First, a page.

Daniel Johnson, How to Catch a Falling Knife, Alice James Books
To enter the world of Daniel Johnson’s How to Catch a Falling Knife is to enter a playful, celebratory, real, and dangerous place. Johnson’s smooth, clear, colloquial verse is familiar and laid-back, constructed into beautiful odes to his hometown, growing up in the Steel Valley, and his family. The clean, pared down diction recreates real life through the lens of time passed. His poems explore something fearful yet warm, familiar. In his homages to childhood, there is always the hint of something sinister, something about to turn. For example, in “My Father, The Small Town Sadist,” Johnson describes laughing at a story his dentist father tells: “I clap and laugh with my mouth / open wide and my head thrown back / til something in the room turns.”
Johnson’s love poems stand out to me the most. In “For Ebele” Johnson writes, “you light / my body like // nineteen rooms / at the water’s edge.” Here, he puts an undefined feeling into the best words he can use to describe it. The image of the nineteen lit rooms at the water’s edge suggests the reflection of light in the water, light multiplied. This image and the short lines not only elicit physical desire but deeper love beyond that, a love that brings life to every part of him.
In “Late for Dinner With Kenji and Yoon,” Johnson creates a love poem out of an ordinary, if not everyday, situation. The speaker observes his wife trim her pubic hair, and this simple act heightens his love. He writes, “[I] joke that I will wear your sex / around my neck as an amulet / when I bike into traffic at dusk, / when I am bodyless, no more / than a blinking white light.” The “pagan keepsake” of her shorn pubic hair becomes a talisman, his only self when his self is not left any longer, when he is without his body. Johnson expresses a depth of love and passion through an unconventional tale; he twists the fairy tale notion around to express simple love in a way it hasn’t been done before. The immediacy of the title grounds the poem, furthering the notion that love is often about little moments, even crude ones.
In “Apt. 2” he again celebrates the small and ordinary. Of moving out of an apartment, he writes, “But it’s not the treelined street I’ll miss— / it’s the bedroom light switch // and the filthy nimbus ringing it.” The latter line is its own stanza, set apart in a poem of couplets. Of all the things the speaker will miss, it is the dirt from fingers turning the light on and off each day. The poem resists change as it represents change, cherishing the old as it moves into the new. It praises the everyday things remembered that are never what one expects.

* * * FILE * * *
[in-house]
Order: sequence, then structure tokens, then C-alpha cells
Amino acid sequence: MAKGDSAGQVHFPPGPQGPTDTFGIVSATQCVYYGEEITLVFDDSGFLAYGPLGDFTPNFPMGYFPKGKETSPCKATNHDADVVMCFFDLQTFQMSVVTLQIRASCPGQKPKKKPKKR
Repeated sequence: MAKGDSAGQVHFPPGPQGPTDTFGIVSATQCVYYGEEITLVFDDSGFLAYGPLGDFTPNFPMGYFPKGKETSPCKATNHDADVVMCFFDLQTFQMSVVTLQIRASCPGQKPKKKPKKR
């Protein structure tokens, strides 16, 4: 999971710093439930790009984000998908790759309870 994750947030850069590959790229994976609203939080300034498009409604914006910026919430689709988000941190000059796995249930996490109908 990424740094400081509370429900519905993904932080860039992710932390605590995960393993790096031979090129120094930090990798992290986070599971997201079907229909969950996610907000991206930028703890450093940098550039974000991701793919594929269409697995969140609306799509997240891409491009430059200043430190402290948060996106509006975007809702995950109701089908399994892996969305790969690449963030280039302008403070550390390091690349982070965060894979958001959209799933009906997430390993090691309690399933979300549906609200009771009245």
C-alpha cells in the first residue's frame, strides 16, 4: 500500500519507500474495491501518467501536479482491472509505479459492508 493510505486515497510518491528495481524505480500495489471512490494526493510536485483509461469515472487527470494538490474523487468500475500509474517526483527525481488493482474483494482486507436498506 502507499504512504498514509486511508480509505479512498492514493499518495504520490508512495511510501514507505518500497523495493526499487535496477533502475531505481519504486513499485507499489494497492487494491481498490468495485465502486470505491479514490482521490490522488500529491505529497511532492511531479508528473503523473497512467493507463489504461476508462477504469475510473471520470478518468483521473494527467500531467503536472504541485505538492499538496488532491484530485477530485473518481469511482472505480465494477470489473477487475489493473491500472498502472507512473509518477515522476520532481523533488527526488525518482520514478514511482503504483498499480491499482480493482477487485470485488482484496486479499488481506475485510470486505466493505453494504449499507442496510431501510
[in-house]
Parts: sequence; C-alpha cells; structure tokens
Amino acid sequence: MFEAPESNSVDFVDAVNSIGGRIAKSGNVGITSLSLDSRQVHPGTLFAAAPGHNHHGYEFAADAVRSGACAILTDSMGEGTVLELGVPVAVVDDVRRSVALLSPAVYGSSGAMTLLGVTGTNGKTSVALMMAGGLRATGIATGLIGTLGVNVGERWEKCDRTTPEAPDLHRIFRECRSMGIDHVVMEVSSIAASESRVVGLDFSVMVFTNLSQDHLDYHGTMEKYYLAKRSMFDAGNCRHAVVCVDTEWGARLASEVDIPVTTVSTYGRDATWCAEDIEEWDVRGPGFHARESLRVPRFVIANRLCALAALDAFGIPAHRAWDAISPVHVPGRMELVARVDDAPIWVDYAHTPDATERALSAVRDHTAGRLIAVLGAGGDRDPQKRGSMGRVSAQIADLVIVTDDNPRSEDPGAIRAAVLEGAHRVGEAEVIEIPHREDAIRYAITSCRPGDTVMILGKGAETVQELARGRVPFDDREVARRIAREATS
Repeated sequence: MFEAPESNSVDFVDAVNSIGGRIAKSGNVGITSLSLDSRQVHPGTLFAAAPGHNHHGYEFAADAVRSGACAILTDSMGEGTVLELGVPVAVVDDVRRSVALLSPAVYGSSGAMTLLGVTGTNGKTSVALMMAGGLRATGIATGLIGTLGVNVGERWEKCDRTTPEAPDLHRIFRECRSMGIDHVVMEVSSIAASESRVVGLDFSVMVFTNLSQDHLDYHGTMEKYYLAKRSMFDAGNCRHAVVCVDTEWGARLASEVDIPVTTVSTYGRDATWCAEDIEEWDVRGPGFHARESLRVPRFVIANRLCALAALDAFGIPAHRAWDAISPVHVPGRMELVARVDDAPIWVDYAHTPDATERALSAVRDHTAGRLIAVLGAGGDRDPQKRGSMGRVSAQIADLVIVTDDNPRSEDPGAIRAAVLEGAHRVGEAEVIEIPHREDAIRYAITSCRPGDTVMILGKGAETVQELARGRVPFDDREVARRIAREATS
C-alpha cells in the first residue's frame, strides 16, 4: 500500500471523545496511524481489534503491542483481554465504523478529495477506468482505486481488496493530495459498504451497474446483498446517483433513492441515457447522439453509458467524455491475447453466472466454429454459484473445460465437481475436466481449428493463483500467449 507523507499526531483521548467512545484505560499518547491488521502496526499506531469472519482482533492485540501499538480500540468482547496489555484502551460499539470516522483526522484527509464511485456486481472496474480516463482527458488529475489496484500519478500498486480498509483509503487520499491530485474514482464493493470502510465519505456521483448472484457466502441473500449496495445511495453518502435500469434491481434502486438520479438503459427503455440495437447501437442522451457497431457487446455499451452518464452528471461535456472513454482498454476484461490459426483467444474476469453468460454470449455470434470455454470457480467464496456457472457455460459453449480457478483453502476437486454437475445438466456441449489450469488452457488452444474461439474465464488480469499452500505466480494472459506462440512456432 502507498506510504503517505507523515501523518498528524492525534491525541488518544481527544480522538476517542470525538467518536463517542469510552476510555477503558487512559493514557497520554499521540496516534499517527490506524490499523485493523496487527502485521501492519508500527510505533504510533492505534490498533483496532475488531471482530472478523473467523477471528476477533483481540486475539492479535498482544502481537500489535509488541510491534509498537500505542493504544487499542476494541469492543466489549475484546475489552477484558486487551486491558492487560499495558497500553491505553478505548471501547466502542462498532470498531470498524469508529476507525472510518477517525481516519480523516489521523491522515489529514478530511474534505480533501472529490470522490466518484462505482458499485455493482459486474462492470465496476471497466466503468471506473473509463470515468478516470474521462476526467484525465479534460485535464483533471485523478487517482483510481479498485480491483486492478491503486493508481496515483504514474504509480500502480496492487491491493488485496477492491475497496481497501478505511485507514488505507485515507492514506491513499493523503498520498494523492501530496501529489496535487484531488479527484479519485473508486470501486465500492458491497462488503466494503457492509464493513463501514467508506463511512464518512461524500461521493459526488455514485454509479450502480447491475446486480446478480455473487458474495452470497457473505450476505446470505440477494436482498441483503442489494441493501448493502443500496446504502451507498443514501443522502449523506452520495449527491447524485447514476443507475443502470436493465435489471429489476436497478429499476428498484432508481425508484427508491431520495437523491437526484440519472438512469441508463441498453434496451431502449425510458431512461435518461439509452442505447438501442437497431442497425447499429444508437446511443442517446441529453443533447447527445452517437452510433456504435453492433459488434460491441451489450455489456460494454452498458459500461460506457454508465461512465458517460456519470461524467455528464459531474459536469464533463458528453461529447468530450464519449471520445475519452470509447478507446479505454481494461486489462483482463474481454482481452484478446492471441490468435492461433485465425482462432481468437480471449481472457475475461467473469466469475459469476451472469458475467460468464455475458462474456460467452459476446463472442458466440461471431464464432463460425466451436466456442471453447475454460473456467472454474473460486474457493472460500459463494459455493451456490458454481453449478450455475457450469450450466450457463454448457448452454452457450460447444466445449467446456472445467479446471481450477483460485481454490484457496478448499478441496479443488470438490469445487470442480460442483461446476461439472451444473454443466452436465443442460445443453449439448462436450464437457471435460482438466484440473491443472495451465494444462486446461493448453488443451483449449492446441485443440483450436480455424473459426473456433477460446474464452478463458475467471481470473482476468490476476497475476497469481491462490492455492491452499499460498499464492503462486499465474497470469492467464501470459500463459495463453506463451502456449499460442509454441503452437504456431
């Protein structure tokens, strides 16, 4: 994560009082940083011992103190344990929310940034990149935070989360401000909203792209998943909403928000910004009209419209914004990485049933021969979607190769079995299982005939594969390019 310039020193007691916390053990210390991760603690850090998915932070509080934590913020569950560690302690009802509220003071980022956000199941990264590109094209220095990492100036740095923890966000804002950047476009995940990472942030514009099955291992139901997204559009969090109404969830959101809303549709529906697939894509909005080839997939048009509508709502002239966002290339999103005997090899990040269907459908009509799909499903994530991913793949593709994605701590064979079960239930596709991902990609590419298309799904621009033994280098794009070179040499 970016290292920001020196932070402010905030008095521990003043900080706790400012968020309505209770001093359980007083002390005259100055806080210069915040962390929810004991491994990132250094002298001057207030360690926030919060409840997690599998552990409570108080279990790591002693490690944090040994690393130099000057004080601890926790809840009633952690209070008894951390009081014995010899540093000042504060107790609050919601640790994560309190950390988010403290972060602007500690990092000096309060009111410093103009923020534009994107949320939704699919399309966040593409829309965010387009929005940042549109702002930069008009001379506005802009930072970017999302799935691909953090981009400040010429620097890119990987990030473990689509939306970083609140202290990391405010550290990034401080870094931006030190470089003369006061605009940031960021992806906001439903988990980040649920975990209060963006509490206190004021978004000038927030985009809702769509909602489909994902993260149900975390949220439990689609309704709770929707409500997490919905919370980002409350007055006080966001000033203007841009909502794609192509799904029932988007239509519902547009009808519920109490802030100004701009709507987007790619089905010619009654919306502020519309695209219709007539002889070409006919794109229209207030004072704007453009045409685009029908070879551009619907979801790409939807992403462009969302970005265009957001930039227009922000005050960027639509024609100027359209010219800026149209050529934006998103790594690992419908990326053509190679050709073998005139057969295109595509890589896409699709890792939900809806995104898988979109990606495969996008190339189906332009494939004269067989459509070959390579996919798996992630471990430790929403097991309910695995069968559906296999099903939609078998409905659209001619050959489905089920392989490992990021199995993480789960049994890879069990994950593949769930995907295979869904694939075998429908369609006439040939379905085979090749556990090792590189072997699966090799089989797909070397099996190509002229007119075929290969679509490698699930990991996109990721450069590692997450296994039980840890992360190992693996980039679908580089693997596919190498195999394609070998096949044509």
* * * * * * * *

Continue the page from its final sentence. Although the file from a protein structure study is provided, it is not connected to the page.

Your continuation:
The title How to Catch a Falling Knife exhibits danger, helplessness, and not knowing how to deal with a tough situation. It also presents a lovely, filmic image, at once elegant and deadly. The title poem “To Catch a Falling Knife” is about faith and doubt, and the line like a knife blade between the two. You must doubt, the poem says, or the falling knife will separate “what you believe, / once and for all, / from what you don’t.” It is a poem of the precariousness of life and death, good and evil, faith and doubt.
“Description of a Badly Drawn Horse” is the first poem I read of Johnson’s when it was reprinted in Poetry Daily. The poem’s willingness to admit failure and unbridled (no pun intended) enthusiasm struck me. The artist in the poem keeps on with his work, even though it is malformed – the horse’s head “squared off and wooden the way an animal’s is not.” The speaker draws a boy who is “smiling. Terribly.” The figure has both a terribly drawn smile and also overflowing and unexplainable enthusiasm for riding this horse. It is how an artist should feel, how a poet sometimes feels when writing, even when the work is bad. It is also how one should feel about life. Smile terribly in the face of what’s gone wrong just as much as what’s gone right.
This celebratory note comes out as well in “Steel Valley Songbook, Volume I,” in which Johnson takes on a scriptural cadence in his praise song for his hometown. This is a happy poem full of memories of undesirable things that somehow end up rosy in hindsight. In the poem, he praises “dead-end signs peppered with buckshot” and “the Cuyahoga caught fire.” He writes, “Praise the sign that reads DANGER: DO NOT WADE, SWIM, OR / FISH HERE! Praise, in jean shorts and ripped concert T-shirts, / the girls who swim anyway.” His list exhibits a joy for the past, things good and things dangerous, things desired and risks taken when one is too young to know better.
Johnson’s poems are unrhymed, and move slowly and deliberately through couplet, triplet, or single stanzas, developing family relationships, referencing the speaker’s father, brother, wife, and others close to him. Some explore death, as in “When It’s Time,” where Johnson writes, “To the rusted bridge I will offer, / Here is my name weighing no more than sunlight, // my height and weight, the blue from my eyes.” In this poem, he exhibits a humble relinquishing of worldly things in the face of death. These things are of no importance in the grander scheme. He offers up his pens and notebook, and sings that he is “the son of a photograph,” until “my voice sounds strange floating / like smoke into cottonwoods.” Writing may remain, but the physical parts of us become meaningless, our names “weighing no more than sunlight.”
Joan Biddle is a writer, editor, and English instructor at The University of Memphis in Memphis, TN. She holds an MA from Johns Hopkins University and an MFA from The New School University. Her poetry and book reviews have appeared in Half-Drunk Muse, The Yalobusha Review, The Red Booth Review, The Country Dog Review, and Small Spiral Notebook. An audio podcast of Biddle reading her poetry can be found on apostrophecast.com. Her website is joanbiddle.net